Gunpoint (1966)



Directed by Earl Bellamy, the 1966 western Gunpoint is the last in a series of seven genre pictures actor Audie Murphy made with producer Gordon Kay. The flicks were generally low budget and had very similar plotlines. Gunpoint is no different. It was made in less than a month and cost a song.

As westerns go, this is a pretty mediocre movie. It’s good for killing time on a Saturday afternoon as part of a sawdust marathon, but it’s not going to change the world. It features the lovely Joan Staley, Playboy magazine’s Miss November 1958, in a prominent enough role and manages to work through some of the more common western clichés without rustling up much trouble.

Murphy is Chad Lucas, the sheriff of Lodgepole in Colorado. Working with his deputy Cap Hold (Denver Pyle), he tries to stop a train from being rubbed by the nefarious Drago (Morgan Woodward). Lodgepole is going through some hard times, so the money on the train is essential. When Lucas is believed dead in the robbery, Cap prepares to take over the post. Guess what? Lucas isn’t dead.

Lucas, Cap and a posse head out to round up the money stolen by Drago and his gang. Using the best girl (Staley) of saloon owner Nate Harlan (Warren Stevens) as cover, Drago gets away into the wild country and baits the Apaches with his blonde bombshell prize. This causes all hell to break loose until Lucas and his crew get held up when they try to “borrow” horses from a trio of buffoons.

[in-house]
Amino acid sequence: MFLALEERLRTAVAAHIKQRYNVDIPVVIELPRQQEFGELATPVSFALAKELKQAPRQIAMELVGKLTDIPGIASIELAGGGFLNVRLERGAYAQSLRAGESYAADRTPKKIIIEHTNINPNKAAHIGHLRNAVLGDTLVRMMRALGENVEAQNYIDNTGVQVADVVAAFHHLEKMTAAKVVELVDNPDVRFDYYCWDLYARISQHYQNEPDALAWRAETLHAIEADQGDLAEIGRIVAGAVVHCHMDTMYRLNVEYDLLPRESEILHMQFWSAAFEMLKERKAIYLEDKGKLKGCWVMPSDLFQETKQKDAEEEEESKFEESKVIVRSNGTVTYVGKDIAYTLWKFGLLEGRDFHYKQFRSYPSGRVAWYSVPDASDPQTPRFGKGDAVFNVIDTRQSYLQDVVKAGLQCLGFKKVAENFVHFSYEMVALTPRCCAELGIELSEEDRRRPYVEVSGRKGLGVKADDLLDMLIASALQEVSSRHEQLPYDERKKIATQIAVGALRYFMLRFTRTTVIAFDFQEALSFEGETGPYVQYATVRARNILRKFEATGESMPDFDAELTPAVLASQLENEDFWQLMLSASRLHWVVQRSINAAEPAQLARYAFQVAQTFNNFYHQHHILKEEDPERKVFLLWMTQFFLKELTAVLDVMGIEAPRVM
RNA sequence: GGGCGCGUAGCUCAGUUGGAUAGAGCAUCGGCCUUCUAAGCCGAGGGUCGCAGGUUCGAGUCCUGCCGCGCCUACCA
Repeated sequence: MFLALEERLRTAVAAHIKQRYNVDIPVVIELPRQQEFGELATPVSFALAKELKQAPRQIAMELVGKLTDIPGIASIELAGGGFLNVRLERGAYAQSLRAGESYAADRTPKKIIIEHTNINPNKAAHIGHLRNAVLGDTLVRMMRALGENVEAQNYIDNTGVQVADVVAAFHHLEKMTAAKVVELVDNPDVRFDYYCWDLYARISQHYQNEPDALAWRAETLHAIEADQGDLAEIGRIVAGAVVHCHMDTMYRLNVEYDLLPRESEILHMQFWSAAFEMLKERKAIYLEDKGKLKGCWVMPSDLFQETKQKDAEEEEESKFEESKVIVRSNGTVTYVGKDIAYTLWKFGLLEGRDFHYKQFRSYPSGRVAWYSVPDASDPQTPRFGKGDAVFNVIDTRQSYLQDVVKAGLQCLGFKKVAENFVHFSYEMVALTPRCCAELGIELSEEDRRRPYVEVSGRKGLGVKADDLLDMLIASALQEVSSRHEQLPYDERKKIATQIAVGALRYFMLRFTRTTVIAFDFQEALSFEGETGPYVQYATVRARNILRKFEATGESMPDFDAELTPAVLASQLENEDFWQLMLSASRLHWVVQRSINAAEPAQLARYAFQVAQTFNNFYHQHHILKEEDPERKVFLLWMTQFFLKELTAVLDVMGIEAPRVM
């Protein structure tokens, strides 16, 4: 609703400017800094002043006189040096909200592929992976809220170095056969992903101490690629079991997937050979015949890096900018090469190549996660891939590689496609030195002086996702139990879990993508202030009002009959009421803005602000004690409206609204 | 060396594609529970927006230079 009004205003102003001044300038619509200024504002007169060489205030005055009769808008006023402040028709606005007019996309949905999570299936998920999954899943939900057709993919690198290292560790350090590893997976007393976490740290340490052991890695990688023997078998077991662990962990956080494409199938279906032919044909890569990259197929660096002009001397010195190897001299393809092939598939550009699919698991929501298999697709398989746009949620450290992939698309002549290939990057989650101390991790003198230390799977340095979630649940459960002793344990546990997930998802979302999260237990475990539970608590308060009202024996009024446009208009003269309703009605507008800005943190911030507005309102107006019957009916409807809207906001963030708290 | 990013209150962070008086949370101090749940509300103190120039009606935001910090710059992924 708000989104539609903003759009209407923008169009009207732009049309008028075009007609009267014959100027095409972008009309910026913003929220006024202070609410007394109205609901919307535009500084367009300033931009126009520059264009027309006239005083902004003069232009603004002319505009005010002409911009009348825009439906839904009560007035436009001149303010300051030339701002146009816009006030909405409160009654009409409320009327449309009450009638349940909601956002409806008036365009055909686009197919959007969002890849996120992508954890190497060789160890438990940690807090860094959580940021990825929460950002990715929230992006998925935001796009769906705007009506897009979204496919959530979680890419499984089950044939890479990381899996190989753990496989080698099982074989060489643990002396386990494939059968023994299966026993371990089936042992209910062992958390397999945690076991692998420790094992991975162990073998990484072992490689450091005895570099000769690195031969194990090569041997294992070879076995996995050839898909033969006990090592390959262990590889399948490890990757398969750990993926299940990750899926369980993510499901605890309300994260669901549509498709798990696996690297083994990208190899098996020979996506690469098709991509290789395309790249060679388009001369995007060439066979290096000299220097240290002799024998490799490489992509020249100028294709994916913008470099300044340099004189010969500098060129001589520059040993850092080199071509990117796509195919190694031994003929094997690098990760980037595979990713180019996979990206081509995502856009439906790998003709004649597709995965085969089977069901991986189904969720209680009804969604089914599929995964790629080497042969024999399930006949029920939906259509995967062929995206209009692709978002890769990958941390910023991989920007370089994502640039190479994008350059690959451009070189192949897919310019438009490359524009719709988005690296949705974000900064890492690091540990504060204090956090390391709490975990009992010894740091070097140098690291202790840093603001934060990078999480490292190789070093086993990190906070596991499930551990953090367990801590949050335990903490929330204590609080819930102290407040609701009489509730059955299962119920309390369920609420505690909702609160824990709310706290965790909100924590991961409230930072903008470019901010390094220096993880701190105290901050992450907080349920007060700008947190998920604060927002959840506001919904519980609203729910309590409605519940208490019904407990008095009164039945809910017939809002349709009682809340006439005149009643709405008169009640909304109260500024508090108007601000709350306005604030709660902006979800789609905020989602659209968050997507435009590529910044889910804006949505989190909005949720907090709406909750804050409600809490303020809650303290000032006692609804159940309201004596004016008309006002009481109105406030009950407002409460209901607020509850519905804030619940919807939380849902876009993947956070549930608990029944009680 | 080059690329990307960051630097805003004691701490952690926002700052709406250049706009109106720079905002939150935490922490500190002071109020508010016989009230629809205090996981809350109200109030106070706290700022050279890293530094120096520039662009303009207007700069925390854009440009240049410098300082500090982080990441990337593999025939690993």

Much of Gunpoint is gloriously dated and just plain wrong. Staley’s character Uvalde is Harlan’s prized possession. He refers to her as being from his “vault.” This impression is furthered when Drago essentially dangles her like a shiny object in front of the dreaded savages, who come running all hooting and hollering for their fair-haired reward.

The Apaches are but one of many problems facing Lucas and his good old boys. The horse-hunters make for some tricky business, with Bull (Edgar Buchanan) presumably the ring-leader. The other two dolts want to see the newly-rescued Uvalde in a dress because that’s what purty womenfolk look best in. Once again, she’s the prize in this mean and wild land.

Uvalde is a trophy amongst the protagonists, too, so no worries there. She used to date Lucas before he took off for a few years after heading out for a carton of cigarettes or something. And she’s now somewhat begrudgingly with Harlan, whose money is just the right shade of green. Will she end up with the hero with two first names or will the lure of the casino keep her safely in Nate’s cupola?

Other questions abound in Gunpoint, but the main selling feature is Audie Murphy. Here’s a real hero, born to a sharecropper family in Hunt County. He forged his documents to fight in the Second World War and enlisted in the Army, earning a boatload of honours for his efforts. Following the war, he developed post-traumatic stress disorder and embarked on an acting career.

Murphy was in over 40 feature films and Gunpoint is probably right in the middle of the road. He was first drawn into the Hollywood spotlight by James Cagney, who saw him in Life magazine and knew there was something to him. Gunpoint displays that solid, square-jawed charm Murphy has, even if he is kind of drab and ordinary.

In a sense, that makes him the ideal sheriff. He seems the sort to always do the right thing, unless it involves coming back on time for a dame, and he’s incorruptible. These things matter with men like Drago and Cap around. Messing around with one of those rattlesnakes is liable to get a good old boy shot in the back – or worse.

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